There is nothing like brewing a beer that surpases your expectations.
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Offline dbeechum

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Re: Kitchen sink - is simple better
« Reply #5 on: September 09, 2011, 09:03:18 PM »
I don't know... I sit on the fence about this (and Denny and I were going back and forth on this as well elsewhere)

I generally think simpler is better. It leads to beers that are more focused and less muddled.

But then again, I've taken considered risks and produced beers with very complex ingredient lists.

I think the caution for simplicity is that way usually is more reliable until you are very assured and understand your instruments (or are very lucky)
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Offline narvin

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Re: Kitchen sink - is simple better
« Reply #6 on: September 09, 2011, 09:16:11 PM »
It really does depend.  There are many styles that I think benefit from a simpler grain bill.  Including some that you wouldn't expect... many Belgian styles seem complex but get their flavor from the yeast or rich candy syrup, and can taste muddled with a heavy malt bill.  On the other hand, for a stout layering some complexity in the grain bill wouldn't be a bad thing.  You also don't have an overabundance of crystal malts or other pronounced flavors like aromatic, biscut, etc.  Different kinds of 2-row, brown/amber malt, and even chocolate/black malts are not all that different, so I think your recipe is simpler than you give it credit for  ;)

I've never tasted Mr. Rainer hops, nor have I done a hop-bursted stout, but that's another topic entirely.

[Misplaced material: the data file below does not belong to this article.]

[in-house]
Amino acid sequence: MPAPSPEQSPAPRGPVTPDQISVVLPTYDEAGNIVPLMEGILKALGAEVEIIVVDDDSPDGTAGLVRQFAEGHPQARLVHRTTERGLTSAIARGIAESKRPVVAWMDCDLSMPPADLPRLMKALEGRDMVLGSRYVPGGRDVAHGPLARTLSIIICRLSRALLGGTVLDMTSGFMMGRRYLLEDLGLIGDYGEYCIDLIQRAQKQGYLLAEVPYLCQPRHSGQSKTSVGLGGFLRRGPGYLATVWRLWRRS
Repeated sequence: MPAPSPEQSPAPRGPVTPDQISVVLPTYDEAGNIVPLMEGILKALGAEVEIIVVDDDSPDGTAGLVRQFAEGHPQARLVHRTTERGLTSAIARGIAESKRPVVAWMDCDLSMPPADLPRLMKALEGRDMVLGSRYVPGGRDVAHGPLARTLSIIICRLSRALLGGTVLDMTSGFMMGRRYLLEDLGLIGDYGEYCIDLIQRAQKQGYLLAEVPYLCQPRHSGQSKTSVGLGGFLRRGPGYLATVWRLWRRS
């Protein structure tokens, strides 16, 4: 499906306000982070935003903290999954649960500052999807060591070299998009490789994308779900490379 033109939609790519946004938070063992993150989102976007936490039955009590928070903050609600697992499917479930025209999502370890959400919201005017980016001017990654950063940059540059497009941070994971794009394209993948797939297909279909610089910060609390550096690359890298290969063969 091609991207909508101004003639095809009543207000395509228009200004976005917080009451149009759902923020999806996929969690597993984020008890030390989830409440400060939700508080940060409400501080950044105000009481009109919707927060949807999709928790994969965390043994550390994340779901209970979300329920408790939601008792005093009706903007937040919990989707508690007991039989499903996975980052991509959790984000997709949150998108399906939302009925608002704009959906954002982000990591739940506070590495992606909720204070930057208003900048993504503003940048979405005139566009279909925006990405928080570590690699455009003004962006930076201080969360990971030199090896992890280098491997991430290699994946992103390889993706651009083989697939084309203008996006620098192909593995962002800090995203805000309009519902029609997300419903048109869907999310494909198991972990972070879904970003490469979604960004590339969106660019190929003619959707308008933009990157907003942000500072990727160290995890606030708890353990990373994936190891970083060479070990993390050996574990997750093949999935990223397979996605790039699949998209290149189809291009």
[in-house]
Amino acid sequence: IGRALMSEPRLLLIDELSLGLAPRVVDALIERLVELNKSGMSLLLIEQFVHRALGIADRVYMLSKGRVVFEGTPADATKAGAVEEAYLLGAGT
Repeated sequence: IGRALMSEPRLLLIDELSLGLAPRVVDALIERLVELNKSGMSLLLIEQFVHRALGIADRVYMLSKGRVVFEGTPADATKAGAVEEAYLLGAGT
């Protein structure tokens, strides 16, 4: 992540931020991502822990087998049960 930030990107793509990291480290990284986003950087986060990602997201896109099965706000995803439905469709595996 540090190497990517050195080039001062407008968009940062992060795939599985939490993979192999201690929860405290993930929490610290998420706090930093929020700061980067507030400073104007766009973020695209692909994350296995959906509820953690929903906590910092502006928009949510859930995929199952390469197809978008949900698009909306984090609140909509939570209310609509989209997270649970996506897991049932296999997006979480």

« Last Edit: September 09, 2011, 09:18:29 PM by narvin »
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Offline euge

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Re: Kitchen sink - is simple better
« Reply #7 on: September 09, 2011, 09:47:14 PM »
Last two sacks I've just been using 2-row, various hops and yeast. More of a blank canvas and it reveals much about the hops and yeast. The impetus was having too many different types of specialty grains- and I just snapped one day. No More! And I haven't found any good crystal malt lately. What I had was stale.

I did throw the kitchen sink at a stout about three summers ago. It was horrible so the keg was "forgotten" for about six months. Time worked it's wonders, and I ended up with something that tasted remarkably similar to Rogue's Shakespeare Stout. Delicious.
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Offline corkybstewart

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Re: Kitchen sink - is simple better
« Reply #8 on: September 10, 2011, 01:48:32 AM »
I'v brewed "kitchen sink" beers that were great, but about 3 or 4 years ago I started making those same beers with a lot simpler recipes and they were at least as good.  For me it cuts down on the inventory I have to keep since I have o mail order all my ingredients(except base malts).